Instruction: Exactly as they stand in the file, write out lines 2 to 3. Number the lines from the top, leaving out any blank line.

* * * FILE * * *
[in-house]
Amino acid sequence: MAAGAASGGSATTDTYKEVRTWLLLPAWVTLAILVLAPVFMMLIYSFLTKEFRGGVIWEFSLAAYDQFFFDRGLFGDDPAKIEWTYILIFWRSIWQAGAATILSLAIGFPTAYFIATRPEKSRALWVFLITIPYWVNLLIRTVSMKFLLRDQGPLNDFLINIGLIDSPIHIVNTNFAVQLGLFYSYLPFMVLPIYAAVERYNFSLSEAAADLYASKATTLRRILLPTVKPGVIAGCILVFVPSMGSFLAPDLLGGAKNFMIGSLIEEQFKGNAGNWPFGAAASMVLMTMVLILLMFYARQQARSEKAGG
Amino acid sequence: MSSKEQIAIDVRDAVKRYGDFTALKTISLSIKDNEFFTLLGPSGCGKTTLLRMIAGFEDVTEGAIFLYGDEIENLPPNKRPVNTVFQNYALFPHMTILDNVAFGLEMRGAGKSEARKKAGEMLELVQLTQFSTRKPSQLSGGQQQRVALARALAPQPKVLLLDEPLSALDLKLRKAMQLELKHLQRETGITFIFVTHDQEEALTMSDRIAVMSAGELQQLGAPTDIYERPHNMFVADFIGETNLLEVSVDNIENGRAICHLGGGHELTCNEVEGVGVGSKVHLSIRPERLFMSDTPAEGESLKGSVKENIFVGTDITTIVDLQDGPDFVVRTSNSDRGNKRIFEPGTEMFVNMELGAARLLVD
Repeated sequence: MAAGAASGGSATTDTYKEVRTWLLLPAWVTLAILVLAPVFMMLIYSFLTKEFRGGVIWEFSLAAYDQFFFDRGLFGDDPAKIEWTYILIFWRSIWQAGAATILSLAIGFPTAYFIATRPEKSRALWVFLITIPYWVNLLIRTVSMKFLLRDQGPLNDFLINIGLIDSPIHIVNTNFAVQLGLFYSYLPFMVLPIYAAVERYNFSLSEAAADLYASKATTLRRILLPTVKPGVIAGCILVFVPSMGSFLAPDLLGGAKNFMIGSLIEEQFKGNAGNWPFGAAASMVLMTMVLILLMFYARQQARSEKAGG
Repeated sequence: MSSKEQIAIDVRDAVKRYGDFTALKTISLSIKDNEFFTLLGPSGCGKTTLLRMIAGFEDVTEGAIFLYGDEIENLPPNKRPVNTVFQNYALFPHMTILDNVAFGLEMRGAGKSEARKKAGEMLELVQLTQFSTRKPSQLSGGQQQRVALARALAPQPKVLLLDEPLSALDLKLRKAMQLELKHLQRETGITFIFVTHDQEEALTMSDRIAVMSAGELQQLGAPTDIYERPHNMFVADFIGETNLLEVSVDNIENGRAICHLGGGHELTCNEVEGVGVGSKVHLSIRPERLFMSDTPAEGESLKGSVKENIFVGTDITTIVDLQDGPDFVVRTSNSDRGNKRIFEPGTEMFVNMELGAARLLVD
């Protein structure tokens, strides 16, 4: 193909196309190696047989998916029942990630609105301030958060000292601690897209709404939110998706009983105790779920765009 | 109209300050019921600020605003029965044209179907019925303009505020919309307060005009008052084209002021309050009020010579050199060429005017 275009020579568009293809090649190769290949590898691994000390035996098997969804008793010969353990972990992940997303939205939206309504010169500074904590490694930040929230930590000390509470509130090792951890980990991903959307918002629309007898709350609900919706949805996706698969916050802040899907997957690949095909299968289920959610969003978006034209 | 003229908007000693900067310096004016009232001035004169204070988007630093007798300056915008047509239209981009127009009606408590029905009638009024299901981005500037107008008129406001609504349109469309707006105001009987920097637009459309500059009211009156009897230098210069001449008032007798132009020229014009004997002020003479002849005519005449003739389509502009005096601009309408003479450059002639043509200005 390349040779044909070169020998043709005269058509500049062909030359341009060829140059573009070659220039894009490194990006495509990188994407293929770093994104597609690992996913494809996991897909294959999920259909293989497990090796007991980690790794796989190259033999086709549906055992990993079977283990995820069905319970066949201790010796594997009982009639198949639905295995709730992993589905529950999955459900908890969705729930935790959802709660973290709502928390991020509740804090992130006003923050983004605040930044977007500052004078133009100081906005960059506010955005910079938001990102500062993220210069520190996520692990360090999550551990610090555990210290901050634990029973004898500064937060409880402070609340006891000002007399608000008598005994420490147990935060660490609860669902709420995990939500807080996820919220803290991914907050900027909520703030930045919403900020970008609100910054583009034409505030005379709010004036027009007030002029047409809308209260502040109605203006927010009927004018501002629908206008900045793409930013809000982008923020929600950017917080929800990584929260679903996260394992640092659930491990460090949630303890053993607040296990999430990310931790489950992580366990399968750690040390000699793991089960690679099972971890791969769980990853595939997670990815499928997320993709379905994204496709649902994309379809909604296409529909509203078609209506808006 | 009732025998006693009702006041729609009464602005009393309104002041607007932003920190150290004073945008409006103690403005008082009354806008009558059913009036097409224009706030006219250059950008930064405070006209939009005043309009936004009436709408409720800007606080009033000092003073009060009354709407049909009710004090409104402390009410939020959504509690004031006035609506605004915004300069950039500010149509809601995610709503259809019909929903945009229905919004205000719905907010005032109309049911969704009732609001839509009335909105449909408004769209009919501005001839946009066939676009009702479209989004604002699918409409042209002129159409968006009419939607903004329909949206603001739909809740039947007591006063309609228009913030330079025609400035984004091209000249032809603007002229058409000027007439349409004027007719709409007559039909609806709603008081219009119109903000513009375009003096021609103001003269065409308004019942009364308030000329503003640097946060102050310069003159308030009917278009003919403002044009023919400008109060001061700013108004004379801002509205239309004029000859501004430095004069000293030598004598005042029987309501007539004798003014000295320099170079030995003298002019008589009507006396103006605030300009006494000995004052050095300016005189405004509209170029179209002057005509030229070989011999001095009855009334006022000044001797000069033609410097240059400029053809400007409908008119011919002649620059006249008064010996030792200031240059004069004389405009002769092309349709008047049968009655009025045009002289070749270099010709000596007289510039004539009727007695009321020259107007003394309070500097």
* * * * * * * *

Amino acid sequence: MAAGAASGGSATTDTYKEVRTWLLLPAWVTLAILVLAPVFMMLIYSFLTKEFRGGVIWEFSLAAYDQFFFDRGLFGDDPAKIEWTYILIFWRSIWQAGAATILSLAIGFPTAYFIATRPEKSRALWVFLITIPYWVNLLIRTVSMKFLLRDQGPLNDFLINIGLIDSPIHIVNTNFAVQLGLFYSYLPFMVLPIYAAVERYNFSLSEAAADLYASKATTLRRILLPTVKPGVIAGCILVFVPSMGSFLAPDLLGGAKNFMIGSLIEEQFKGNAGNWPFGAAASMVLMTMVLILLMFYARQQARSEKAGG
Amino acid sequence: MSSKEQIAIDVRDAVKRYGDFTALKTISLSIKDNEFFTLLGPSGCGKTTLLRMIAGFEDVTEGAIFLYGDEIENLPPNKRPVNTVFQNYALFPHMTILDNVAFGLEMRGAGKSEARKKAGEMLELVQLTQFSTRKPSQLSGGQQQRVALARALAPQPKVLLLDEPLSALDLKLRKAMQLELKHLQRETGITFIFVTHDQEEALTMSDRIAVMSAGELQQLGAPTDIYERPHNMFVADFIGETNLLEVSVDNIENGRAICHLGGGHELTCNEVEGVGVGSKVHLSIRPERLFMSDTPAEGESLKGSVKENIFVGTDITTIVDLQDGPDFVVRTSNSDRGNKRIFEPGTEMFVNMELGAARLLVD